Last time it was my raw impressions of Epicor’s messaging. Now it’s time to get the other side of the story.

In my analysis of manufacturing ERP vendor Epicor’s positioning, messaging and technology story, I was a little, ahem, critical. As I saw it, Epicor was channeling the same strategy that I saw almost a decade ago from Microsoft and Intuit among others – talking cloud, but not really doing it. That was a pretty harsh summation and based upon an admittedly limited exposure to the company at their recent customer event in Nashville.

Subsequent to that post, I spent some time speaking with Epicor’s Chief Software Architect Erik Johnson and their CTO, Himanshu Palsule. Palsule started by setting the scene for me – Epicor is, you see, only mid-way (if that) on its cloud journey. The company has recently been acquired by private equity firm KKR and is bedding in its new strategy. Part of this stems from a relatively new CEO, Joe Cowan, and a huge number of changes among the executive team. The push to the cloud has, according to Palsule been going on over the last 12-18 months and is now starting to see significant acceleration – both from net new customers going “cloud first” and existing customers want to move to the cloud.

But the adoption curve is unevenly distributed and certain sectors and geographies are further along in this transformation. The Middle East and Australia/New Zealand are early adopters and increasingly demonstrating a recurring trait – that of existing customers looking to move to the latest versions of Epicor’s software and, in doing so, being keen (and being encouraged by Epicor themselves) to move to the cloud. To this end, Epicor has been investing in creating conversion tools to offer “full fidelity” conversions between on-premises and cloud versions. Project Cirrus, as this suite of tools is called, offers a comparison between existing solutions and cloud ones and details steps that need to be taken to help the move to the cloud. As Palsule puts it, “Cloud is beyond just moving an ERP to a new delivery mechanism. It includes all the services that have been built around the ERP.” To this end, the recent acquisition of DocStar, a content management offering, is a central thrust to encourage cloud transition. He was also keen to point out that other offerings – data analytics, payment gateways etc. – are cloud-native and there is an internal mandate to build new solutions in the cloud.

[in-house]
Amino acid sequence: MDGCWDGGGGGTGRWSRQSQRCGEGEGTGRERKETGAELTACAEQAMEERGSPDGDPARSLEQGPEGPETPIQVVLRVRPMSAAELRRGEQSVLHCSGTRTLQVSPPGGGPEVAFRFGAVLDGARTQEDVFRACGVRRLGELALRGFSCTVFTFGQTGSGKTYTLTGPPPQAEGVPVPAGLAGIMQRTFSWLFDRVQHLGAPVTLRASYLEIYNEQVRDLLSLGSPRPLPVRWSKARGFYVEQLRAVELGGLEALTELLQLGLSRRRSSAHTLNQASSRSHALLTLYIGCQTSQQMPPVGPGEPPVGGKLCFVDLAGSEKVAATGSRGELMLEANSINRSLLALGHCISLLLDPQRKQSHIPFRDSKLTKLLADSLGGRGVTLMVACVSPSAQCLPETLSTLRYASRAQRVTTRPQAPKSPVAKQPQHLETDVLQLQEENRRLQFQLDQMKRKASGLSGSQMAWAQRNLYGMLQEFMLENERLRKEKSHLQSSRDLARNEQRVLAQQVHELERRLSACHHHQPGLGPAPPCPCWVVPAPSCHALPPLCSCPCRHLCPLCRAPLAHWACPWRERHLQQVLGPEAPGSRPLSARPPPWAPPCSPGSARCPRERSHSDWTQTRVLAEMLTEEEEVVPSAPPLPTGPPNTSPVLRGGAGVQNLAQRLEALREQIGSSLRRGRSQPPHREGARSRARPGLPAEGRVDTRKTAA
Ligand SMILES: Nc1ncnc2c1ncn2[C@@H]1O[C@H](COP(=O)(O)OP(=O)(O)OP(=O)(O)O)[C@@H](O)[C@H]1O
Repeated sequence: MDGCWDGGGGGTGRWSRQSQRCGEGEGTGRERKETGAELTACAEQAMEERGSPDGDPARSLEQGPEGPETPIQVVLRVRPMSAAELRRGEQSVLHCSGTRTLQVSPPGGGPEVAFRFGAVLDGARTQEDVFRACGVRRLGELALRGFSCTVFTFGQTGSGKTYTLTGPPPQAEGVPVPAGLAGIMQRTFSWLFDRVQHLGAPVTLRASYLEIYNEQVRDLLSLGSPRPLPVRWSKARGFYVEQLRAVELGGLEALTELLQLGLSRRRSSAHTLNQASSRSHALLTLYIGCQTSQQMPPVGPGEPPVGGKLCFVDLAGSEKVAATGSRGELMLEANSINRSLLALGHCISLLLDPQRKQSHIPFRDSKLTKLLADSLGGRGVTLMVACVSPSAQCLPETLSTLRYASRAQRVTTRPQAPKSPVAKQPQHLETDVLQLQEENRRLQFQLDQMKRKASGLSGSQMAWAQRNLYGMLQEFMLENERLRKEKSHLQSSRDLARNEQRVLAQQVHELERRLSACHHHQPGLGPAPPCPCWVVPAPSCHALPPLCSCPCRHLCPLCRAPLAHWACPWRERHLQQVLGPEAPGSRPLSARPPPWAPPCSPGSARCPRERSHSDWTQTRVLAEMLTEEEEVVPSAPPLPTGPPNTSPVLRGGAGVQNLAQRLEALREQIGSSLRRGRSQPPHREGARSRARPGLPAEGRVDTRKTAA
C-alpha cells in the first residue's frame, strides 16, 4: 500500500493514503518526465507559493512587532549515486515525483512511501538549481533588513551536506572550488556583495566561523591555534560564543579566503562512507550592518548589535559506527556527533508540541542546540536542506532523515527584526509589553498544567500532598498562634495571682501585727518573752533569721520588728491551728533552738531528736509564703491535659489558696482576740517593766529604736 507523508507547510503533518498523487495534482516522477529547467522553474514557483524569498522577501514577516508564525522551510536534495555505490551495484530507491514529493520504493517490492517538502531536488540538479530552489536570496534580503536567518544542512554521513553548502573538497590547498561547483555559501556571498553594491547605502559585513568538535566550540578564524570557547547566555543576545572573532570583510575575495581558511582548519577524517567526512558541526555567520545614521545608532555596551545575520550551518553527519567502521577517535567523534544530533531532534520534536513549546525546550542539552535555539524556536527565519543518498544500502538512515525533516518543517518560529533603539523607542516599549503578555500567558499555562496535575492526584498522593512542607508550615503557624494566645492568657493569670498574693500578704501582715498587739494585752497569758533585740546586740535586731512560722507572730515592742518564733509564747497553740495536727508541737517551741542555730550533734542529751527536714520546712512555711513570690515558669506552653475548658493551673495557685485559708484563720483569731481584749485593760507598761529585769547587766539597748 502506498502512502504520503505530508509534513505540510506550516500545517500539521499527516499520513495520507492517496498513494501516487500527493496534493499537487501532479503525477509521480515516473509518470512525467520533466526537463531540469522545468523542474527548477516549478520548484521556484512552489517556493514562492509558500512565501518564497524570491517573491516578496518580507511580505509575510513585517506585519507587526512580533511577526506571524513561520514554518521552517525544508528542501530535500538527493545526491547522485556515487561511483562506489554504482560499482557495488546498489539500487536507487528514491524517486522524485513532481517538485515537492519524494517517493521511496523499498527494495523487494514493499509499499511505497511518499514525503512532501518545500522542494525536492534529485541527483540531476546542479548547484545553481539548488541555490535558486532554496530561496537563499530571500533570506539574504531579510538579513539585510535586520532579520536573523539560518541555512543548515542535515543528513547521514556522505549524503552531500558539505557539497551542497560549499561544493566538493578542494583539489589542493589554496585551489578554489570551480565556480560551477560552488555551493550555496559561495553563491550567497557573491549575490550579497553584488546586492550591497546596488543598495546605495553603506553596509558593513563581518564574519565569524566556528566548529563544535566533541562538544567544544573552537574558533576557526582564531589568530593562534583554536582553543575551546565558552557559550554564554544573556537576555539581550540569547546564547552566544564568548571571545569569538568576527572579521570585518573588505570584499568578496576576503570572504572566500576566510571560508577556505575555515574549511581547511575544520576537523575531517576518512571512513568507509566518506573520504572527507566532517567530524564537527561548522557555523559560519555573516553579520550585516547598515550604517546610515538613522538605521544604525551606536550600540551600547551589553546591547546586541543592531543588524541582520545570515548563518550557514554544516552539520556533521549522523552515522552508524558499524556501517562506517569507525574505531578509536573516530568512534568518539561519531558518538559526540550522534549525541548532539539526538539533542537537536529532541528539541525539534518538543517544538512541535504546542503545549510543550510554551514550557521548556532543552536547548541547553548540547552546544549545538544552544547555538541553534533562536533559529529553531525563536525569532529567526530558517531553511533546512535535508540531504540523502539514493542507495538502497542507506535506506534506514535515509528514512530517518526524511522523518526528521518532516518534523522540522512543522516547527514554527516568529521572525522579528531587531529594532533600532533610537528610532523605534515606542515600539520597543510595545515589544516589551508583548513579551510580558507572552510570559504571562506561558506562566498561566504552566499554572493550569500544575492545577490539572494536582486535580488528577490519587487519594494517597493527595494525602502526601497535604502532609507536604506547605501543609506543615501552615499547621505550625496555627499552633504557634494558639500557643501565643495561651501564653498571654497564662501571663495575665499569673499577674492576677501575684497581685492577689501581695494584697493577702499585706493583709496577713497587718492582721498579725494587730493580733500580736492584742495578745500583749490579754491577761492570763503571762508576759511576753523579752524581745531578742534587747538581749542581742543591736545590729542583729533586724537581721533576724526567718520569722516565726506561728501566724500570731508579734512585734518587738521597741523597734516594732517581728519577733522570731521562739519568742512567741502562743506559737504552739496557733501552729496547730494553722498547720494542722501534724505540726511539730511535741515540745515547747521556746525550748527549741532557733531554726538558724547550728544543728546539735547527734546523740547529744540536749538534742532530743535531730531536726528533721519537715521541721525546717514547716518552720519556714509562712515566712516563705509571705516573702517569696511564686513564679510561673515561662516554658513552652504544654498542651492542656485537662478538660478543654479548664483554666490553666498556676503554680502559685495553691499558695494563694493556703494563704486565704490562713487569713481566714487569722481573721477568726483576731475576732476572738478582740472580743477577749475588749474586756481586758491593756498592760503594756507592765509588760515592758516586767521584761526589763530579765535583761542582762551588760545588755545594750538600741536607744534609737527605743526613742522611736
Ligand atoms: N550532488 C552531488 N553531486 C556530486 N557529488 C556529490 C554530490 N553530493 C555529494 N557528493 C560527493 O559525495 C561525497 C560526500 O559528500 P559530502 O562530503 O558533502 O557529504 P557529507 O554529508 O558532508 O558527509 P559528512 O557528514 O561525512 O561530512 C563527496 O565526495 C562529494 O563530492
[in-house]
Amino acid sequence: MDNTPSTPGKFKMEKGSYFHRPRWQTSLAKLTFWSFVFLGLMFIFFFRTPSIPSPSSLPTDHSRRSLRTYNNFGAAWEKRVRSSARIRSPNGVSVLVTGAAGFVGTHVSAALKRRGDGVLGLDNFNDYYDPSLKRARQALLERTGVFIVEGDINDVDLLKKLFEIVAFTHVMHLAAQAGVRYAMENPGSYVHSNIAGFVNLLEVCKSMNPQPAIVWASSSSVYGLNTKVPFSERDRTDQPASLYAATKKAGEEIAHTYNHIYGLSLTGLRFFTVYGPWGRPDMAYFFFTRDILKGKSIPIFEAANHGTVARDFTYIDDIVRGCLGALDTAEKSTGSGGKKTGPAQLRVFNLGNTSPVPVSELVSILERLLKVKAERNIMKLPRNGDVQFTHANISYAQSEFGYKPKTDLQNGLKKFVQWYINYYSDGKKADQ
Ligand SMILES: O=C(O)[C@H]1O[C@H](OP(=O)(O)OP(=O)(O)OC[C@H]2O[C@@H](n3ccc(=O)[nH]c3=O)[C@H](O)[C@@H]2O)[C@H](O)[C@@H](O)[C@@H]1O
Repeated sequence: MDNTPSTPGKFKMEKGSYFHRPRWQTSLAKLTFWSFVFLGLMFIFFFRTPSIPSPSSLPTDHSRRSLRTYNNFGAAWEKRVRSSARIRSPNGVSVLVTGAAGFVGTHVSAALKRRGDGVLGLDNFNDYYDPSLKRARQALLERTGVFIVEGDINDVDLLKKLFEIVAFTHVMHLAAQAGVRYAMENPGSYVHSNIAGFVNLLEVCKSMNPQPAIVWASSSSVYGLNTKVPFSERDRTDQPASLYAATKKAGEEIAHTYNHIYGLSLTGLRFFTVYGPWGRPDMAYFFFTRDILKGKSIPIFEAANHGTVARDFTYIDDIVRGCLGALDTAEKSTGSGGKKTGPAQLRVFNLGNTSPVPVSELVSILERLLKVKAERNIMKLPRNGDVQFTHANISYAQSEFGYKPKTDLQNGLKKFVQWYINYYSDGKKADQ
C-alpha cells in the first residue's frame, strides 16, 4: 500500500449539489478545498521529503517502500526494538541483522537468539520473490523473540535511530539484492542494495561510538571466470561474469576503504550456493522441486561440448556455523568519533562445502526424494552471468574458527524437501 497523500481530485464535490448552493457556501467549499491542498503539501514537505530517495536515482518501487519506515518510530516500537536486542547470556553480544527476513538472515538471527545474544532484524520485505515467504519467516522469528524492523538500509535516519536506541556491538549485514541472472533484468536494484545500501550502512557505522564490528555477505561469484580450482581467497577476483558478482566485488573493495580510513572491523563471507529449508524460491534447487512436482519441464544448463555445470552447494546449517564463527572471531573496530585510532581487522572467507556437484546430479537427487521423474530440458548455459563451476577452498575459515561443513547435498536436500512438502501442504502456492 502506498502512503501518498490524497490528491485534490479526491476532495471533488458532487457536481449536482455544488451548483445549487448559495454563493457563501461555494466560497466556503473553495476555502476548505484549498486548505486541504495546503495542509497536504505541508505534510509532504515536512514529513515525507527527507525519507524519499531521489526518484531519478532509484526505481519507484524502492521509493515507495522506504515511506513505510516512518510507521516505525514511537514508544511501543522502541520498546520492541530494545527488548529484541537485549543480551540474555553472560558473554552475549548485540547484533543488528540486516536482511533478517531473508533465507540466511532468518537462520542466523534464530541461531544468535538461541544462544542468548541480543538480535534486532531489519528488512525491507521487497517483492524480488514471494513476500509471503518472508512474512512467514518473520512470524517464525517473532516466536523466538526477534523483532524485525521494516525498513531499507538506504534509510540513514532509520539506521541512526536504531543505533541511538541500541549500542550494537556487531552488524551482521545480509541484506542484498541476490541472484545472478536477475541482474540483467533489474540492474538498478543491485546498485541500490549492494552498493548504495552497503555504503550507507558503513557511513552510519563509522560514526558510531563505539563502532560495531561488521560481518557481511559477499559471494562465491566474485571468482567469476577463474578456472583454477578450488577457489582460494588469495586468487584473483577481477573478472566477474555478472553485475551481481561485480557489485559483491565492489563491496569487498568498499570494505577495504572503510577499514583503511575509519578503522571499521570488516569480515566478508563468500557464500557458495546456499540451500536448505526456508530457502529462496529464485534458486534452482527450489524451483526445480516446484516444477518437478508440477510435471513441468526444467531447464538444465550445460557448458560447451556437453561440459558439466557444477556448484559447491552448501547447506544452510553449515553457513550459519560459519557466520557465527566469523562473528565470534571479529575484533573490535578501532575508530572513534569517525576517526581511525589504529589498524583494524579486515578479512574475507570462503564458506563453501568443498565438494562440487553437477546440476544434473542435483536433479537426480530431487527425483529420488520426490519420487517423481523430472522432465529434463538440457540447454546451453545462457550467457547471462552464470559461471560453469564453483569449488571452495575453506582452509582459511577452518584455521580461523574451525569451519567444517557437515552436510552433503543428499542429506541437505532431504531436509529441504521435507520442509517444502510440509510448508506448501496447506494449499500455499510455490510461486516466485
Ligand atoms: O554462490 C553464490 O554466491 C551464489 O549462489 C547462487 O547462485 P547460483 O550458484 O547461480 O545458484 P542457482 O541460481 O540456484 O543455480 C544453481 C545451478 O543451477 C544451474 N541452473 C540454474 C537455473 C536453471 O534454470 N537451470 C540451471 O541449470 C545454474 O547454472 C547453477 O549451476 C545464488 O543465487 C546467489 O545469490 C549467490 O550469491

Interestingly, Palsule was formerly at Sage, another company that has had to navigate a path to the cloud. In parallel with Epicor, I’d characterize Sage’s progress as far too slow until very recently, with a marked acceleration over the past year or two (in Sage’s case, this is via deep partnerships on the development and go to market front, with Salesforce).

Justifying that cloud moniker.

I then challenged Johnson about Epicor’s labeling itself a cloud provider. Is Epicor a real cloud vendor or one which simply does enough to be able to talk a cloud story? Johnson pointed out that retail is a strong cloud sector for the company and in the retail sector, Epicor has customers who have been doing mission critical work in the cloud for five or more years. Alas, not of these retail customers were at the summit. Johnson points to Epicor’s own cloud modules, referenced previously by Palsule – in particular, the payment gateway which last year saw some 350 million transactions and over $15 billion worth of commerce handled through it. Johnson went on to explain that Epicor is using the cloud in certain areas – for disaster recovery, backup, and peripheral solutions, for example. He detailed how Epicor’s internal IT teams make decisions about where workloads should be hosted – on-premises or in the cloud. Their payment gateway, an understandably spiky workload, is built on top of AWS for obvious reasons. In other cases, they self-host. A good example was the cloud ERP re-written five years ago on .NET. While built for Azure, they initially hosted it themselves on Rackspace before moving to a co-location approach.

Johnson detailed that costs are the main reasons for these hosting decisions – they like Azure but, at least for the cloud ERP use case, weren’t seeing the performance or economics that they needed. In this Epicor feels like Zynga, the company who famously migrated off of AWS into their own data centers when the scale changed the economic model. of course Zynga has since re-pivoted but that is another conversation altogether. Johnson explained that being private equity owned, there aren’t the same constraints around capital expenditure as for listed companies – if there is a benefit, owners KKR are happy to spend to achieve that benefit. This same flexible approach has been followed in newer markets – in the UK and ANZ they c-locate, but in Singapore and Netherlands, two smaller markets at launch, they leverage the elasticity and smaller on-ramp of the public cloud – not being keen to drop in a massive infrastructure stack – Epicor can start small and grow over time.

Infrastructure doesn’t matter. Much.